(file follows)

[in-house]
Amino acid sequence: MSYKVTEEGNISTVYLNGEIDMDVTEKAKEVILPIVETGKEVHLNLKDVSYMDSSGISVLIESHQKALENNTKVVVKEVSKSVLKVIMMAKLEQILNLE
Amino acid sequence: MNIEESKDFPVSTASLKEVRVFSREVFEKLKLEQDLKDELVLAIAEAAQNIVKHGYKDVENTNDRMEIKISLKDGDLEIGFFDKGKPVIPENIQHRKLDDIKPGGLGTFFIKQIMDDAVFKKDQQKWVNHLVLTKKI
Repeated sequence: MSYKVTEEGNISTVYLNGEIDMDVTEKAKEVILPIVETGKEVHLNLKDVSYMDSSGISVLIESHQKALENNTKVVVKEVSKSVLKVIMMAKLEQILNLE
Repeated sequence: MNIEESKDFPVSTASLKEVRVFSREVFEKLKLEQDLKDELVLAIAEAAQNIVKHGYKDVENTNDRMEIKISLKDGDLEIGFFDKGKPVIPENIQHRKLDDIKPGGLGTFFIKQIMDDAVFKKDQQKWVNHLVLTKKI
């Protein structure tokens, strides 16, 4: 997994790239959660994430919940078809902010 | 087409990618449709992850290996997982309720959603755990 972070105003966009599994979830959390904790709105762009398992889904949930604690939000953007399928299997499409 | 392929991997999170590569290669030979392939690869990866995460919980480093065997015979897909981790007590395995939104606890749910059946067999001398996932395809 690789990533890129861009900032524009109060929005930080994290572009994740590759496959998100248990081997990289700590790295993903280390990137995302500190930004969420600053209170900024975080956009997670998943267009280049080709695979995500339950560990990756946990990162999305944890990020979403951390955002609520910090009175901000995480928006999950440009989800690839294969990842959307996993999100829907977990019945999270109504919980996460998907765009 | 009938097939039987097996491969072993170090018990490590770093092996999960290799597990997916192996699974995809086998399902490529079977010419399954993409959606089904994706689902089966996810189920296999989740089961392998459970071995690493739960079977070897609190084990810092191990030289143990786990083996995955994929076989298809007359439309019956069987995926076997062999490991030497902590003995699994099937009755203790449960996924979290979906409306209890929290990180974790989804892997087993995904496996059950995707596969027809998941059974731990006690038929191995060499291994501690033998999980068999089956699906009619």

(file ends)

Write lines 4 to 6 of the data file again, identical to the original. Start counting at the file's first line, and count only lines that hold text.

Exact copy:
Repeated sequence: MSYKVTEEGNISTVYLNGEIDMDVTEKAKEVILPIVETGKEVHLNLKDVSYMDSSGISVLIESHQKALENNTKVVVKEVSKSVLKVIMMAKLEQILNLE
Repeated sequence: MNIEESKDFPVSTASLKEVRVFSREVFEKLKLEQDLKDELVLAIAEAAQNIVKHGYKDVENTNDRMEIKISLKDGDLEIGFFDKGKPVIPENIQHRKLDDIKPGGLGTFFIKQIMDDAVFKKDQQKWVNHLVLTKKI
């Protein structure tokens, strides 16, 4: 997994790239959660994430919940078809902010 | 087409990618449709992850290996997982309720959603755990 972070105003966009599994979830959390904790709105762009398992889904949930604690939000953007399928299997499409 | 392929991997999170590569290669030979392939690869990866995460919980480093065997015979897909981790007590395995939104606890749910059946067999001398996932395809 690789990533890129861009900032524009109060929005930080994290572009994740590759496959998100248990081997990289700590790295993903280390990137995302500190930004969420600053209170900024975080956009997670998943267009280049080709695979995500339950560990990756946990990162999305944890990020979403951390955002609520910090009175901000995480928006999950440009989800690839294969990842959307996993999100829907977990019945999270109504919980996460998907765009 | 009938097939039987097996491969072993170090018990490590770093092996999960290799597990997916192996699974995809086998399902490529079977010419399954993409959606089904994706689902089966996810189920296999989740089961392998459970071995690493739960079977070897609190084990810092191990030289143990786990083996995955994929076989298809007359439309019956069987995926076997062999490991030497902590003995699994099937009755203790449960996924979290979906409306209890929290990180974790989804892997087993995904496996059950995707596969027809998941059974731990006690038929191995060499291994501690033998999980068999089956699906009619």